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... rudiments of a porte-cochère, but about men with mile-long drives, imperial staircases, built-in winter gardens and dining halls where ortolans met their hecatomb in the shimmer of onyx and ormolu. It is about men who bought mountains and islands in Scotland, complete with their populations; men who (like Sir Thomas Lipton) put their yachts at the king’s ...

Socialism without Socialism

Peter Jenkins, 20 March 1986

Socialist Register 1985/86: Social Democracy and After 
edited by Ralph Miliband, John Saville, Marcel Liebman and Leo Panitch.
Merlin, 489 pp., £15, February 1986, 9780850363395
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... preceded ‘Thatcherism’. Hobsbawm’s lecture was delivered in September 1978, before the winter of discontent and before the Conservatives’ coming to power. Hobsbawm drew attention to the decline of the working class, the erosion of its old solidarity, and the accompanying decline of the Labour Party’s electoral support since 1951. ‘We cannot ...

Phil the Lark

Ian Hamilton, 13 October 1988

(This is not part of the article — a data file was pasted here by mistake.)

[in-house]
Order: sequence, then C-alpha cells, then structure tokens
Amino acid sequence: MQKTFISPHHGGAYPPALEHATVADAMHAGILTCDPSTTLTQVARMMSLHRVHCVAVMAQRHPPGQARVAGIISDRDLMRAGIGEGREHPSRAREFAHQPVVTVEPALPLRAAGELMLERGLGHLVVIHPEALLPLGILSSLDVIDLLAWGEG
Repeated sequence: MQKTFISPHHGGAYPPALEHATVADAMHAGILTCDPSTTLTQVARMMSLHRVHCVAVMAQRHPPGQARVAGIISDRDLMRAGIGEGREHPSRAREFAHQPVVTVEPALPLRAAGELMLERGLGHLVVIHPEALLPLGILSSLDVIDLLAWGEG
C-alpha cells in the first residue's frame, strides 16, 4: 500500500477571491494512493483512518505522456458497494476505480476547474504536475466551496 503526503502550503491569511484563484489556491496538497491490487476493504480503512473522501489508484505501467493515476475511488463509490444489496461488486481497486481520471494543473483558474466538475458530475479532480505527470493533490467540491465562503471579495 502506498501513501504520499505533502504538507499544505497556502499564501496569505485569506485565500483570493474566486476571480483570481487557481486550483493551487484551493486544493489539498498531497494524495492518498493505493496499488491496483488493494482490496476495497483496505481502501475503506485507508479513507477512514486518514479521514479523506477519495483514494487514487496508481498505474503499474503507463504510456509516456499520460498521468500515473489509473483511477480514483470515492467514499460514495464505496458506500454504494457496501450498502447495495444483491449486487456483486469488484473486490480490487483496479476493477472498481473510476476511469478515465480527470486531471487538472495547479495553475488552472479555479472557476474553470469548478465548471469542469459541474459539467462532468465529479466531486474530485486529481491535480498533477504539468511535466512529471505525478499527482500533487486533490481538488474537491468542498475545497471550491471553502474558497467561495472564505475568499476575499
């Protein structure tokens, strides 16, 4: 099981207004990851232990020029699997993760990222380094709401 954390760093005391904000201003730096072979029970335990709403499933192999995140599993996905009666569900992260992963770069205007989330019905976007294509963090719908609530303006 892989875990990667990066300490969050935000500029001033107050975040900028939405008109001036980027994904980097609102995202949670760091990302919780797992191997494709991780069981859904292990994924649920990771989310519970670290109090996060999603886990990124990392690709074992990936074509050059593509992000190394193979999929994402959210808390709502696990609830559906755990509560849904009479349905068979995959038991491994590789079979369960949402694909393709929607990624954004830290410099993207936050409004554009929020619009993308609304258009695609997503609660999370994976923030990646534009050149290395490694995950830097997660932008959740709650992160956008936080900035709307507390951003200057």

Collected Poems 
by Philip Larkin, edited by Anthony Thwaite.
Faber/Marvell Press, 330 pp., £16.95, October 1988, 0 571 15196 5
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... of poems – The North Ship and In the Grip of Light – and two novels – Jill and A Girl in Winter. Three of these books were published, but none of them had made much of a splash. In 1947 and 1948 he seems to have written almost nothing, and when the poetry does start up again in 1949 it is a poetry of failure, loss, rejection. In ‘On Being ...

Shakespeare and the Elizabethan Sonnet

Barbara Everett: The Sonnets, 8 May 2008

... poems, manifestations of a particular moment in Tudor court culture. Some of this sonnet-writing, Sidney’s in particular, is highly accomplished; some is haunting, such as Drayton’s (very late) ‘Since there’s no help, come, let us kiss and part.’ But Drayton learned this humanity from Shakespeare. None of his predecessors speaks as Shakespeare ...